IF you have a business which is not overly resilient, chances are that your employees will be worried about their future employment.
Those who are concerned about being made redundant and expect to have trouble finding another job will often start looking for another position before the axe falls. In many cases, their fears are unfounded and the business is in a strong enough position so that their jobs really aren’t in doubt. But it is hard to convince them to stay when things don’t look too rosy.
I had several businesses which I would call ‘rollercoasters’, that is, they had periods of significant growth and then there were periods of zero sales. When it is impossible to see when new business will come through the door, it is very hard to motivate staff and encourage them to stay until the good times come around again.
What I found was that the staff who had least faith in their ability to find another job were the most vulnerable. Those employees who were confident of walking into another job the day after they left us were more than prepared to stay around and keep working without being overly worried by the sales results.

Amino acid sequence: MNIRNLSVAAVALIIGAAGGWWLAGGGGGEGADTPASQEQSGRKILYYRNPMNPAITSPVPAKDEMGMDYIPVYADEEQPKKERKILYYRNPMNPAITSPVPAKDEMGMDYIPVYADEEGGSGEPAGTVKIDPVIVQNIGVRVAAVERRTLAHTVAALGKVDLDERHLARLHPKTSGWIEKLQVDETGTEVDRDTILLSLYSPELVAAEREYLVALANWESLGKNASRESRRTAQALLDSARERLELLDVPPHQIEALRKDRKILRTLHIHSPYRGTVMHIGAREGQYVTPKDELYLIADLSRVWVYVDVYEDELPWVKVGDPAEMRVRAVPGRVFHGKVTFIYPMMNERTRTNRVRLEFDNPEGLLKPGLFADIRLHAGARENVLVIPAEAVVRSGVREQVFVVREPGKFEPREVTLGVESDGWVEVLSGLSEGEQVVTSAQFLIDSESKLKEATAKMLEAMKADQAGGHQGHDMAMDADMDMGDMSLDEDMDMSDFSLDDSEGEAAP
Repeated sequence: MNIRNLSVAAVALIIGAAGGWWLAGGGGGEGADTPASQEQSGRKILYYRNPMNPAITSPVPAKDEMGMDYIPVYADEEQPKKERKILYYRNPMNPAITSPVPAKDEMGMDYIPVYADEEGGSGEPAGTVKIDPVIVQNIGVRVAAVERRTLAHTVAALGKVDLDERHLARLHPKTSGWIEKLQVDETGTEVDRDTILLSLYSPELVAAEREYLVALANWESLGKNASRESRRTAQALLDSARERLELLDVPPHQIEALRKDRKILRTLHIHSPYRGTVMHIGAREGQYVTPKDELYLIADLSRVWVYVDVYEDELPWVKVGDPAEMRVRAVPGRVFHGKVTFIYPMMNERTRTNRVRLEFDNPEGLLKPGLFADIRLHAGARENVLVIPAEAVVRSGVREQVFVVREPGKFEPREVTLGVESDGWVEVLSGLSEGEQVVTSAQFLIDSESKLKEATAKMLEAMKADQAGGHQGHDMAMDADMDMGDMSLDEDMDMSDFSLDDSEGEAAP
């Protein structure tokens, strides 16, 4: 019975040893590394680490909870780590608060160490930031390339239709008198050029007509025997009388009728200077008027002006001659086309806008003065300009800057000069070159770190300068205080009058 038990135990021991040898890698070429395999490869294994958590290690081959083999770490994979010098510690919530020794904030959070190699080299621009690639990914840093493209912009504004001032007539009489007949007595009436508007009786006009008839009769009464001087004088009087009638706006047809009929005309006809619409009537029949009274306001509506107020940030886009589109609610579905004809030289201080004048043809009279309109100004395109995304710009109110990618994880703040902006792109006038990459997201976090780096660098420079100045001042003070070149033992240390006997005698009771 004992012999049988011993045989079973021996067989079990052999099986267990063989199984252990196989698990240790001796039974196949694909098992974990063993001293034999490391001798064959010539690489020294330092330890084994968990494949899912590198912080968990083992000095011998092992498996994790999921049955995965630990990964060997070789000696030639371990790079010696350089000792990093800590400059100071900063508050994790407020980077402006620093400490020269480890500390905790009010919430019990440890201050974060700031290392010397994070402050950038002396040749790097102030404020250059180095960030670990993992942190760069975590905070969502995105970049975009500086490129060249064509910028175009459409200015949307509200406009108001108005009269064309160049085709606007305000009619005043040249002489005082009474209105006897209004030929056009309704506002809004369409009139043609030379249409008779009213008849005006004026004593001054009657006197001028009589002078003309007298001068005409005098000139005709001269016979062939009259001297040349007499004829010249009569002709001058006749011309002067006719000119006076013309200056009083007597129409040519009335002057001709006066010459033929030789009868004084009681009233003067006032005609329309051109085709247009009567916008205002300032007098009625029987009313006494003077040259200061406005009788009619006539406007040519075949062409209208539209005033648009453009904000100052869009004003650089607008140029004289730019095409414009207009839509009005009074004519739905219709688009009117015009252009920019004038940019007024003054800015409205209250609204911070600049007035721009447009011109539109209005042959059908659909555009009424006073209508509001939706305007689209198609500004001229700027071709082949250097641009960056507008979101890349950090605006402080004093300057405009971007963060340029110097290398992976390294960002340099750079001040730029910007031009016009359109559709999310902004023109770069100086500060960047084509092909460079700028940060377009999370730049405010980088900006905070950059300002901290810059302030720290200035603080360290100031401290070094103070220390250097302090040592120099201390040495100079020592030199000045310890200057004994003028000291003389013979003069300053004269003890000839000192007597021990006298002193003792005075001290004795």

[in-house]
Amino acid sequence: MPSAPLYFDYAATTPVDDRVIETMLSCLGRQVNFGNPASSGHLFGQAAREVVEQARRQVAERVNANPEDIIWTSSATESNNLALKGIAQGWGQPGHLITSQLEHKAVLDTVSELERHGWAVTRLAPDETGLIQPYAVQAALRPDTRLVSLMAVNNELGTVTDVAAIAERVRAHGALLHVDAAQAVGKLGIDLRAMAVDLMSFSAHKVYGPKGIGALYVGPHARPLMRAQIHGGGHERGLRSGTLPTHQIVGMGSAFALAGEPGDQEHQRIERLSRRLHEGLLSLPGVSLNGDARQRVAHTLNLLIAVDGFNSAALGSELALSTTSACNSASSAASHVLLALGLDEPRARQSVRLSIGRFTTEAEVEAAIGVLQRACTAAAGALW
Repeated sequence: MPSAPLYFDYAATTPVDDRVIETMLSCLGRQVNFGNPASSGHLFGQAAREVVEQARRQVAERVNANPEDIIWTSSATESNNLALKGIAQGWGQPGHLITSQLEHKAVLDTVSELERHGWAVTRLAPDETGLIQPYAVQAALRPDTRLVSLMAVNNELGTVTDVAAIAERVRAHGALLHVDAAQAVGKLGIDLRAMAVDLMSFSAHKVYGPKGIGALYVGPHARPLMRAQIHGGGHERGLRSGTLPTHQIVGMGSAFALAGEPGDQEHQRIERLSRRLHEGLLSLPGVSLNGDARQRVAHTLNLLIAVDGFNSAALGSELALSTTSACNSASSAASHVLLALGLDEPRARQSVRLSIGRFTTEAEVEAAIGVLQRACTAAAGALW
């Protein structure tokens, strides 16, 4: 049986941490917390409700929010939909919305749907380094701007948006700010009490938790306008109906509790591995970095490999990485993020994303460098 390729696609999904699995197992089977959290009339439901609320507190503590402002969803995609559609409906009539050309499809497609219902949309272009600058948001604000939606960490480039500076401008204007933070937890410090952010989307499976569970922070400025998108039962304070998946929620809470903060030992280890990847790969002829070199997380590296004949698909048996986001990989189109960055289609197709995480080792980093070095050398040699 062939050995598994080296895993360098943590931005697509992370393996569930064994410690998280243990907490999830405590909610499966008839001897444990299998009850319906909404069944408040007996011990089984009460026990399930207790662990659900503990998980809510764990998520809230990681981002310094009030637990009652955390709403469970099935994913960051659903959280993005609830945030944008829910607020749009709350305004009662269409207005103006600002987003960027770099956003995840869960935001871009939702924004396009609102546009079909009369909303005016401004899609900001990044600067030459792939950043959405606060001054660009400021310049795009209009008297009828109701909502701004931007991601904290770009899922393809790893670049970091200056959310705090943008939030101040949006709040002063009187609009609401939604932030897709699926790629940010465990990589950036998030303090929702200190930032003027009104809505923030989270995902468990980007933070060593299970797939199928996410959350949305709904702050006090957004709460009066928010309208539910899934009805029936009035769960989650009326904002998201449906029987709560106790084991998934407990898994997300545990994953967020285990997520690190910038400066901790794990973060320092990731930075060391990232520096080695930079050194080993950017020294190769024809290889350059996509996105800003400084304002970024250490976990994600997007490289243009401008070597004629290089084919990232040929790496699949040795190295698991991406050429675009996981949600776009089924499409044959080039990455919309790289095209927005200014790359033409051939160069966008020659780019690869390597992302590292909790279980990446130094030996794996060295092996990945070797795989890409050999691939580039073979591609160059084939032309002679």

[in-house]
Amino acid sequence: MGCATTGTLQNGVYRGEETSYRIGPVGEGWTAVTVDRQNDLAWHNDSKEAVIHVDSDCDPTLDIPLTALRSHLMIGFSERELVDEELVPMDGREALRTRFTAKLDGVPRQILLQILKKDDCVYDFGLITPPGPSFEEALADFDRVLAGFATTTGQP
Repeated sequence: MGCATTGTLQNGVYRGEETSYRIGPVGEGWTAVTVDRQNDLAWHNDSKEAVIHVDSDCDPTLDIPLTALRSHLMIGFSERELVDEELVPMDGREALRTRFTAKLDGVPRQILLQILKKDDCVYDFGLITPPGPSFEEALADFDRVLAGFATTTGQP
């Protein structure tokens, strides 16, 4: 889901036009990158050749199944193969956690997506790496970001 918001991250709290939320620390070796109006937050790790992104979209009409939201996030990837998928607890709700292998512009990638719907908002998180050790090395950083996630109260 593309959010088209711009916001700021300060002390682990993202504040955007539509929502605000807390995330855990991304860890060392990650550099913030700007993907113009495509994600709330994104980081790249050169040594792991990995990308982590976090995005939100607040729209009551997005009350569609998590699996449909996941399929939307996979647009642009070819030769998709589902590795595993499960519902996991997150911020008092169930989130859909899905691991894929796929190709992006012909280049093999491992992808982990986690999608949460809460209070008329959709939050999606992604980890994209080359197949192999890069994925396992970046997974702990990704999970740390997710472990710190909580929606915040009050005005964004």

If you turn this on its head, what it tells you is that you can create a more resilient climate within a business where people are not overly concerned about getting another job if things don’t work out.
Employees who are well trained, have good education and demonstrable skills and are in positions in demand within the industry have little to fear. Thus you can help take the pressure off them by ensuring that you create a business environment where people are encouraged to further their education, you offer opportunities for cross-skilling and you direct their work activities to allow them to improve their knowledge and experience.
In my last business, I arranged for an entire group of software developers to undertake a graduate certificate in manufacturing theory and practice. We rotated people though various jobs to give them experience in areas where they needed up-skilling and often gave them an opportunity to work alongside more experienced staff to build up their own capabilities.
Our business was more resilient as a result as we could move people around to cope with a changing workload and could easily cover for someone who was on vacation or relocated within the business. Our staff turnover was negligible as a result even though we did have some difficult periods. When we did finally sell the business, those who were not required by the buyer were able to find new jobs very quickly.
Rather than create a situation where the better skilled leave, you can actually create a situation where people want to stay because they are getting good opportunities for personal development. They also know that the training and experience they are getting makes them more employable.
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